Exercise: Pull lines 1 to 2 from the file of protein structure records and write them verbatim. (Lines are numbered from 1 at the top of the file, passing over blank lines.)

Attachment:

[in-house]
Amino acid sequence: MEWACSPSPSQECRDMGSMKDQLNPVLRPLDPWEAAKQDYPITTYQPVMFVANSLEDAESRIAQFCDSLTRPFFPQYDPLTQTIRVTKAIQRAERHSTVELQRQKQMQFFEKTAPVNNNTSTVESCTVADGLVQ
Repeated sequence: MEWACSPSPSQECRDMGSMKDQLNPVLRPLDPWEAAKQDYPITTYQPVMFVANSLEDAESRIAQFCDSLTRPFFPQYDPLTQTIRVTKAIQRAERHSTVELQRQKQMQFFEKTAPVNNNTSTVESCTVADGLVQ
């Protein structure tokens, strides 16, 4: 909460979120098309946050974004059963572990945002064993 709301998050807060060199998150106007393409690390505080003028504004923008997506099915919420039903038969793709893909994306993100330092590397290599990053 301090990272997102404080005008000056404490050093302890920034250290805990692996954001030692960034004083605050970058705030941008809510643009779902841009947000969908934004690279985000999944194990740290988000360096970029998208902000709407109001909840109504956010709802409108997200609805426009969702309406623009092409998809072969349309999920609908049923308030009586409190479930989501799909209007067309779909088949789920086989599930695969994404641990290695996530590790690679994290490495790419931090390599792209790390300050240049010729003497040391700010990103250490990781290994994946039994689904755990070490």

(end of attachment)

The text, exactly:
[in-house]
Amino acid sequence: MEWACSPSPSQECRDMGSMKDQLNPVLRPLDPWEAAKQDYPITTYQPVMFVANSLEDAESRIAQFCDSLTRPFFPQYDPLTQTIRVTKAIQRAERHSTVELQRQKQMQFFEKTAPVNNNTSTVESCTVADGLVQ